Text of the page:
RUNDU - Kwatoko Joinery owner Kandjimi Ndumba is not resting on his laurels, despite the grim economic situation across the country.
The 50-year-old, who runs the Rundu-based business, said he remains committed to his work, although there are notable challenges.
Ndumba and his seven workers do a lot of work from wood, including cabinet and furniture, joinery and carpentry, among others. “We also repair broken wooden products.
We sell our products mainly to local customers. Lodges around Rundu also bring in their orders and we do things for them,” said Ndumba, adding that his business was severely affected by government’s ban against timber transportation. “Without it (timber), we won’t have work. We need timber planks to work with; it is our bread and butter.
For some of us, it is our only source of income, and I support my family with the income I source from here,” he said. Woodwork or joinery has potential and people can make a living off it.
“The beauty of this work is not like a mechanic where one needs to wait for cars to get damaged before they can work; we work every day to make beds, tables, doors and other products that we sell on display at the open market and at certain places,” Ndumba elaborated.
“People walk in and see what we have and they buy. We also attend to orders. You can come in with your design and we do it for you. We also have our own design albums where customers can look through and we make it for them.” Kwatoko Joinery has done work for some lodges and other establishments around the two Kavango regions. Some of these lodges include Tambuti, Sarusungu and Rundu hotel, as well as some local guesthouses. The business started operating in 2005 but the company was only registered in 2007.
“Then we started hiring some staff, and in 2009, I got equipment assistance from the ministry of trade, which started to make our work easier and we started producing more products.”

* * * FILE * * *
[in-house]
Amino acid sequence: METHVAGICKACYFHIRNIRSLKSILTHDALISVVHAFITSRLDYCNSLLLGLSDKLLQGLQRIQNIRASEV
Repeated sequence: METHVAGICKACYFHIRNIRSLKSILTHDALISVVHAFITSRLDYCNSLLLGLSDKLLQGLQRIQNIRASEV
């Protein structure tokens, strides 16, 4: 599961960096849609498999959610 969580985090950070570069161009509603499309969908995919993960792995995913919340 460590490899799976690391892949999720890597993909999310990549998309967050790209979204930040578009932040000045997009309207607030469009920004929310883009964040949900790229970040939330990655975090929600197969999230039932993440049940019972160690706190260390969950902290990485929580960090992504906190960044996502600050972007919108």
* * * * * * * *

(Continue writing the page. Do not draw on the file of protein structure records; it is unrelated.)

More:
Kwatoko also helps out with internships for those doing woodwork or joinery as a vocational subject. Kwatoko Joinery operates at the Rundu industrial area at a facility owned by the Namibia Industrial Development Agency (NIDA) which they have been renting with other joiners and wood carvers for many years.
“I came to work for Kwatoko Joinery in 2005 – I got training here, as I got to learn on the job and mastered it. Now I specialise in making wooden beds. I have also learned that doing handy work is good because one cannot struggle to make a living when you take it seriously,” said 30-year-old Siremo Nekongo from Rundu’s Sauyemwa location.
“I dropped out of school years ago when I was in grade 8; this is how I make a living now – from wood work. I am grateful to Kwatoko Joinery for the job they entrusted me to do.” The 34-year-old Wajila Johannes from Rundu’s Ndama location said he joined Kwatoko Joinery in 2018 and it has become his source of livelihood.
“It has become my bread. I have learned a lot since I started working here. I specialise in making wooden tables, as that is what I have mastered. Joinery work keeps my body fit because I have to deal with heavy wood daily and I like it,” he said. “I also didn’t finish school; I just went up to grade 7 at Ndama Combined School. I also learned to do joinery here and it is awesome.”
2020-01-29 07:37:10 | 2 months ago